GW senior Tobi Brown said she witnessed how substance abuse destroyed homes, broke up families and limited the potential of otherwise impressive young people when she lived at home.
That’s why she lives substance-free, said Brown, who lived in the inner city of Detroit before coming to GW.
According to a college alcohol study released Tuesday by the Harvard School of Public Health, the number of students like Brown, who refrained from drinking, is up from 15 percent in 1993 to 19 percent in 1999.
But the study also found that the number of frequent binge drinkers has risen on college campuses as well. Frequent binge drinkers were defined as men who drank five or more drinks and women who drank four or more drinks in one sitting, at least three times in the two weeks before taking the survey.
Frequent binge drinkers rose from about 20 percent in 1993 to 23 percent in 1999.
University administrators said they already are taking the appropriate measures to curb high-risk drinking on campus.
D.C. colleges and universities, including GW, are continuing to examine alcohol issues in light of a recent tragedy at Georgetown University. Last month, a 20-year-old Georgetown student suffered a head injury (and died) in an alcohol-fueled fight with other students, according to the March 12 Washington Post.
Metropolitan Police recently invited GW Dean of Students Linda Donnels to participate in a meeting hosted by Georgetown University to discuss the alcohol culture and seek solutions to high-risk drinking on local campuses.
Candace Miller, manager of the GW Center for Alcohol and Other Drug Education, said GW already was cognizant of the alcohol problems in D.C.
We certainly regret what happened at Georgetown, Miller said. But we were strong in our convictions already. She cited additional University-sponsored alcohol-free events and GW’s attempts to shun the excessive alcohol advertising targeting young people on campus.
Miller said GW administrators are challenged because the urban location makes bar and club propaganda more prevalent.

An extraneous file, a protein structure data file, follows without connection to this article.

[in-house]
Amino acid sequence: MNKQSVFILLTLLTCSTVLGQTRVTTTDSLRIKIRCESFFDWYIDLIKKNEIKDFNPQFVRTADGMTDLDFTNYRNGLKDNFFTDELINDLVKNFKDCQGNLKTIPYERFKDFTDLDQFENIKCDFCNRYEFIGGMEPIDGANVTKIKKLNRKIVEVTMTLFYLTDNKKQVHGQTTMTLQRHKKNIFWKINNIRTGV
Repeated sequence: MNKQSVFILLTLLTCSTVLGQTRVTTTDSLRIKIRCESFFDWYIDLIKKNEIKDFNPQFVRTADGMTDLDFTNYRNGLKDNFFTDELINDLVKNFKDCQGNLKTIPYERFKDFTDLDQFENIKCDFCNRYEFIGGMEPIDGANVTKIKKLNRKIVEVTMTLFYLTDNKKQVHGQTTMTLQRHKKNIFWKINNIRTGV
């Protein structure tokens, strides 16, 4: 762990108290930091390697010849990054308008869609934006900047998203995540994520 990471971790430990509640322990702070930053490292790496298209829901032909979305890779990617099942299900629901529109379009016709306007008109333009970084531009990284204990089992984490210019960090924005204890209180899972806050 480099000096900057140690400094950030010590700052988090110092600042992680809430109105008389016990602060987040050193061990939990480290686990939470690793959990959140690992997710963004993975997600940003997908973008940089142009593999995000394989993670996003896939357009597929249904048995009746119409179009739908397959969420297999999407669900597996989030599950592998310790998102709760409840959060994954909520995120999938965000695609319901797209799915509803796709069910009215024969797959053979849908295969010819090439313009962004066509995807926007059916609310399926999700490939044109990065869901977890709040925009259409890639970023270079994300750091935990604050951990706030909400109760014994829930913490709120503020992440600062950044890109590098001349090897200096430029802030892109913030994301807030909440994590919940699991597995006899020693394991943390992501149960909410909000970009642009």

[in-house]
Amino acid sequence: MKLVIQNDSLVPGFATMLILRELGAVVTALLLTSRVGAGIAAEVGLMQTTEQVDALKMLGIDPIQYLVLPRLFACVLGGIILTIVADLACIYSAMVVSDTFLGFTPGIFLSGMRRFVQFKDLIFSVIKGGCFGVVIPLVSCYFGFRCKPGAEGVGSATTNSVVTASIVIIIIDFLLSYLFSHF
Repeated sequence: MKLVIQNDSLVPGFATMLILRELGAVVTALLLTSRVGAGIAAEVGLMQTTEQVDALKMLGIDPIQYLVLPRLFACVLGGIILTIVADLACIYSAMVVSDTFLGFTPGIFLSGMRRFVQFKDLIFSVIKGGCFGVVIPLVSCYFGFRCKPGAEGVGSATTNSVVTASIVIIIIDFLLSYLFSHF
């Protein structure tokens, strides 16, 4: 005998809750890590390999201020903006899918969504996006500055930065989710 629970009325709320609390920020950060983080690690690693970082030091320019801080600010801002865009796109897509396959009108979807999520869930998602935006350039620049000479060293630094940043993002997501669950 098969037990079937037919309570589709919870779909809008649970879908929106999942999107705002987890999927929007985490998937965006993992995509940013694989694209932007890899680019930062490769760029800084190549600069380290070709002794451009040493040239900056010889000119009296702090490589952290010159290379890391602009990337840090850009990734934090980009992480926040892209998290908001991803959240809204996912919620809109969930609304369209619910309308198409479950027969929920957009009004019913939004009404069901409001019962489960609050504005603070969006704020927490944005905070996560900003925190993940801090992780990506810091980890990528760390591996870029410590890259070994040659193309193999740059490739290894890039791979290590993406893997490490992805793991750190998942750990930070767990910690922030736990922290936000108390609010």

It’s in your face all the time, she said.
Senior Assistant Dean of Students Mike Walker said GW pays close attention to alcohol abuse among college students and will continue to take action. He said he found the Harvard study interesting because of the polarization of two extremes – an increase in the number of people who frequently binge drink and those who abstain from drinking alcohol.
But he knows which number must get the attention, he said.
It’s no secret that it’s the 23 percent that has all the colleges and universities a buzz, he said.
The study also showed that statistics about binge drinking in fraternity and sorority houses have remained the same, and the numbers are high. About 79 percent of Greek-letter members reported they binge drink.
Walker said GW fraternities are headed in the right direction because they have created a self-governance policy. Self-governance is a system in which fraternity men take charge of Greek-letter judicial hearings and hold each other accountable with less supervision from the University.
When the policy is officially implemented, fraternity men will tackle alcohol-related charges first, Walker said.
We have a group of fraternity men trying to take responsibility for their own process and behavior, he added.
As for Brown, the student who abstains from drinking alcohol, GW’s urban campus makes alcohol more available, she said. Brown went to the University of Michigan before transferring to GW, and she cited excessive palmcarding on the part of D.C. bars and clubs as part of the problem.
She said students can drink alcohol in moderation but said that does not prevent physical damage to a person’s body. Even one drink can be harmful, she added.
As a non-drinker, Brown said she sometimes feels awkward when she is around peers who are drinking. Overall, she said no one has ever questioned her decision to live substance-free.
You have to stand by your convictions, Brown said.
This article appeared in the March 16, 2000 issue of the Hatchet.